Social Security Unable To Pay Obligations By 2034

(Social Security Administration)

(2019 Annual Report to Congress)

(Signatories to the 2019 report)

1. Important Links

For some context on the Canadian Situation:
CLICK HERE, for CPP #1: Investing $2B In Mumbai, India.
CLICK HERE, for CPP #2: Taking Money Out Of Canada, & Liabilities.
CLICK HERE, for CPP #3: Where Is The Money Going? Structural Shortfalls.

On the American situation:
CLICK HERE, for the 2019 Annual Report to Congress.

CLICK HERE, for an interesting powerpoint on liability calculation.
CLICK HERE, for a 2018 paper: UNFUNDED OBLIGATION AND TRANSITION COSTS FOR THE OASDI PROGRAM
CLICK HERE, for the Brookings Institute & privatization.

2. Side Note On Signatories

Although unrelated to the long term problems with the Social Security program, it is worth pointing out — as a side note — some scandals with 2 people involved. Steve Mnuchin, is long suspected or corruption, and Alex Acosta was the Prosecutor who previously let Jeffrey Epstein off on child sex charges.

3. Open-Group v.s. Closed Group Valuation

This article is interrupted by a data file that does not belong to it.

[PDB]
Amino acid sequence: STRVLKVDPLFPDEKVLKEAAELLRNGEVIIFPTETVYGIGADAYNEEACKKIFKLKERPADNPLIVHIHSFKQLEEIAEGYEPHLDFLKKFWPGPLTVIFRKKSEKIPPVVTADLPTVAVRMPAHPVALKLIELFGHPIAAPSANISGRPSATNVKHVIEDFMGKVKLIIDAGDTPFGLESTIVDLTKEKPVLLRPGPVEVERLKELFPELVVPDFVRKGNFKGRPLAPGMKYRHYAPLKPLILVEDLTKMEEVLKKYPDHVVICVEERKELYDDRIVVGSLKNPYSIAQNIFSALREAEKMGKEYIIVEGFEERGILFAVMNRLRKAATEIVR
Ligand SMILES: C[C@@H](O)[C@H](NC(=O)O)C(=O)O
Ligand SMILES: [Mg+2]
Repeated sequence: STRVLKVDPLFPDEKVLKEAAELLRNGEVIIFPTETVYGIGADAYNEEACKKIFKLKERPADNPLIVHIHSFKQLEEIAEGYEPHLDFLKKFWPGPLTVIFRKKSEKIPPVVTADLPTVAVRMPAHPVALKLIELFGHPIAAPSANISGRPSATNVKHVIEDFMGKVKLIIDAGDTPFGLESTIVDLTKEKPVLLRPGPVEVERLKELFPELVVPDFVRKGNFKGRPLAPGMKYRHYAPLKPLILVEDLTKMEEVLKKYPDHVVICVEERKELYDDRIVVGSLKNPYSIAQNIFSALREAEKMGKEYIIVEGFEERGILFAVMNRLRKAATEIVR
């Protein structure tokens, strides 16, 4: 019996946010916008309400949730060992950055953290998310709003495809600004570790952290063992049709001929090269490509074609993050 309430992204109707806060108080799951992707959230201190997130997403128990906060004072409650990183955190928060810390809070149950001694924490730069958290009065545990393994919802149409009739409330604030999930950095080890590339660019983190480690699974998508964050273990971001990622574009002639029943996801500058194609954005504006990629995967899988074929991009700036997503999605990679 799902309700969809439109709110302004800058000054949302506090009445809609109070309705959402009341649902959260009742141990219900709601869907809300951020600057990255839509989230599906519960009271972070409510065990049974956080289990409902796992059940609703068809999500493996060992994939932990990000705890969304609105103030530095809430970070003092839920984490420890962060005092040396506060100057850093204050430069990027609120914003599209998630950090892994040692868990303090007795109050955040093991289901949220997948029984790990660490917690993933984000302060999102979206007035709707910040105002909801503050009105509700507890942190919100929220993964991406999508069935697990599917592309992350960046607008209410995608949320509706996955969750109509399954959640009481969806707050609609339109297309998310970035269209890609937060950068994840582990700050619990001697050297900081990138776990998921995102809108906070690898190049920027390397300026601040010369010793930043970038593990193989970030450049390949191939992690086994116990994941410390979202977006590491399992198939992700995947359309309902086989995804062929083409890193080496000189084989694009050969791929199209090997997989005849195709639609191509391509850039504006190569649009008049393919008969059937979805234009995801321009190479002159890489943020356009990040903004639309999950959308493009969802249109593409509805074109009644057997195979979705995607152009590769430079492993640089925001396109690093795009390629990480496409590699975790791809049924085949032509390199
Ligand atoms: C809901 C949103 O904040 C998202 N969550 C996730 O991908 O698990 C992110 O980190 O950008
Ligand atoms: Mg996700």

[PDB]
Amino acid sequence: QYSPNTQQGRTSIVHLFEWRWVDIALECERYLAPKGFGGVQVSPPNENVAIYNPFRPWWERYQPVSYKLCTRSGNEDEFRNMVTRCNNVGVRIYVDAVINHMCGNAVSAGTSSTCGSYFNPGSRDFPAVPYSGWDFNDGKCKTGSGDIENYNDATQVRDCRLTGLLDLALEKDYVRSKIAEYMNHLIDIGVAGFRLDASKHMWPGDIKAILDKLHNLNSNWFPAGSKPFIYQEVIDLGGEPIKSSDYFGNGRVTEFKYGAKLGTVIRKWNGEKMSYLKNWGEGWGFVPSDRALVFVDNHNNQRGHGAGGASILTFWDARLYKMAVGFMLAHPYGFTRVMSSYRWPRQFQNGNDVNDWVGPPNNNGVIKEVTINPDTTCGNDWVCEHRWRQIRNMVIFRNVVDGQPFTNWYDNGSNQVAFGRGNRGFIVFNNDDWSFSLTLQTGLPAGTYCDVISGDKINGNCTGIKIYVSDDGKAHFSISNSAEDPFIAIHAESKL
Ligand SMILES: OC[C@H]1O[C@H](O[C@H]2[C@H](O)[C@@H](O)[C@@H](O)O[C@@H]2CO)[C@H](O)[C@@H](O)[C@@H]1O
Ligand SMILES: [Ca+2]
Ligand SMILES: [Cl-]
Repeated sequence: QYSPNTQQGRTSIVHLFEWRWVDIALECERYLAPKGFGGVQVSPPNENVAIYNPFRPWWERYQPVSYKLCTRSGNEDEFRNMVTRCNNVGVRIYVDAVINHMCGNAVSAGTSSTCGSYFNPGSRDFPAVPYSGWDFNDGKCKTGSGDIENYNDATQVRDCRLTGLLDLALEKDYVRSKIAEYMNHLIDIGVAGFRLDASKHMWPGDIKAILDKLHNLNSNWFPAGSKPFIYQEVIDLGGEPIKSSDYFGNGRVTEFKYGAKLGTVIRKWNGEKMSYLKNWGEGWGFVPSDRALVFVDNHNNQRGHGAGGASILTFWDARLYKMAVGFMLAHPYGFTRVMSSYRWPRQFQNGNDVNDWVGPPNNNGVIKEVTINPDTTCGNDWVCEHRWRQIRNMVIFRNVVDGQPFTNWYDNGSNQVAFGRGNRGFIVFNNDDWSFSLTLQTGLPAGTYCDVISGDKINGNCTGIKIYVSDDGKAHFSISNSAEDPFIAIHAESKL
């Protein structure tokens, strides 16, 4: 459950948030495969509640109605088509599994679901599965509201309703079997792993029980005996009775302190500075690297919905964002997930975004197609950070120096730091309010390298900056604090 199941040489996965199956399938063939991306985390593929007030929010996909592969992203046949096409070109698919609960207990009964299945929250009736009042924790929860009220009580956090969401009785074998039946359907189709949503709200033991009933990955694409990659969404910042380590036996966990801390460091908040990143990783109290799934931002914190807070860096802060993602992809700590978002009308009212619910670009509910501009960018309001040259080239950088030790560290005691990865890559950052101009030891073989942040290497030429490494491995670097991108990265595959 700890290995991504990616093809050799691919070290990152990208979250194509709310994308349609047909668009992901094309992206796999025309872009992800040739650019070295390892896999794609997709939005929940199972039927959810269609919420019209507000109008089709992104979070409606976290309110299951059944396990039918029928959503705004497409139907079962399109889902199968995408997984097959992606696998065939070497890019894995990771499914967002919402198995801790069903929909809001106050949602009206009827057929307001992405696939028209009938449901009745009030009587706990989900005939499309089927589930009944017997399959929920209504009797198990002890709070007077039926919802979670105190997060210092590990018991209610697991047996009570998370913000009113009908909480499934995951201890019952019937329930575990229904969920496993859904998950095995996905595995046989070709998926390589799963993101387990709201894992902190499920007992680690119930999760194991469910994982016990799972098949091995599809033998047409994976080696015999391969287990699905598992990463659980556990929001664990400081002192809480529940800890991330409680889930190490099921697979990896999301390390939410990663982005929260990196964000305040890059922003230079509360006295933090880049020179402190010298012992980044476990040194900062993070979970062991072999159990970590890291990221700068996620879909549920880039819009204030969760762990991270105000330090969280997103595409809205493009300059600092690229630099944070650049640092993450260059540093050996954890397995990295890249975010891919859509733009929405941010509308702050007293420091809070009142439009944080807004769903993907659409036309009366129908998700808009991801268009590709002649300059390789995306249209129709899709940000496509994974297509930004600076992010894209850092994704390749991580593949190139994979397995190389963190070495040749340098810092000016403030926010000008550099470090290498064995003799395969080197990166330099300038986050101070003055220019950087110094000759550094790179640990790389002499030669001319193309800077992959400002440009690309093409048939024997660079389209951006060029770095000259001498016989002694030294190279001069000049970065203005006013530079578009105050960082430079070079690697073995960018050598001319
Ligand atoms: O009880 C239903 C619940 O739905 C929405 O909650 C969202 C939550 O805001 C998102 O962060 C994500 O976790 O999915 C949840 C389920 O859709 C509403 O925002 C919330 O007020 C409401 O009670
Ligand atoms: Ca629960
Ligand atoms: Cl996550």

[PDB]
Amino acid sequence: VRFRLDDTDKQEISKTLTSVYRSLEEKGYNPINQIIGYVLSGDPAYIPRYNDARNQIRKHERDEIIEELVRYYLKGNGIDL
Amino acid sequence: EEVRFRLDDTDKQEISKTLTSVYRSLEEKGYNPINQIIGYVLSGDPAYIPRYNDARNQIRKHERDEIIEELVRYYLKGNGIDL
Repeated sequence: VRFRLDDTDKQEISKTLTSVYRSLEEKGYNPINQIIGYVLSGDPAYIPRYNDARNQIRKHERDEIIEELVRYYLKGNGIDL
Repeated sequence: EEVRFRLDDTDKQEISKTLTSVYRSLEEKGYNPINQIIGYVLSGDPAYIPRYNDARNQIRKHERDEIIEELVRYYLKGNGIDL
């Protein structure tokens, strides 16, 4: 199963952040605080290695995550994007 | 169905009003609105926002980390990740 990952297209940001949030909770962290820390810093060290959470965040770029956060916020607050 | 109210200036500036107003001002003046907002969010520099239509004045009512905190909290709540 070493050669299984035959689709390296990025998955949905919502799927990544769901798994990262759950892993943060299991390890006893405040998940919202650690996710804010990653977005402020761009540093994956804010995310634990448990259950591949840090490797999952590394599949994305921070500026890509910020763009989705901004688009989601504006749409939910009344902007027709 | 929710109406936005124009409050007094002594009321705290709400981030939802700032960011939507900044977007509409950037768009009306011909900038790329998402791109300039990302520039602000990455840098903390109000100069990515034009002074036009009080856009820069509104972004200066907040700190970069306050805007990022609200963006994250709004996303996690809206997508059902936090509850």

From this presentation. The author makes the assumption that “open-group valuation” should be used for public pensions such as Social Security, while private pensions should rely on “closed-group valuation” methods of accounting.

The difference is this:
Open-group valuation principles mean that a pension is solvent and in good shape as long as it’s current assets and payouts are able to keep up with the demands of retirees at the moment. It doesn’t require that the pension plan be fully funded. The reasoning is there is a “social contract”, and that the Government can raise more money (tax more) to cover the shortfalls.

Closed-group valuation principles require that “all” liabilities be taken into account. The is a far more accurate method, as payments from all workers are considered, if those who won’t retire for decades. The rationale is that private companies could go bankrupt at any time, and need to take the actual amounts into account.

For obvious reasons, the closed-group valuation method is a far more accurate approach in calculating the health of pension plans. It forces “all” assets and liabilities to be disclosed.

To be fair, it is a valid point that private pension funds cannot exactly just “take more money” to cover their shortfalls. Still, the open-group approach is very misleading.

4. The Approach Explained in 2018 Paper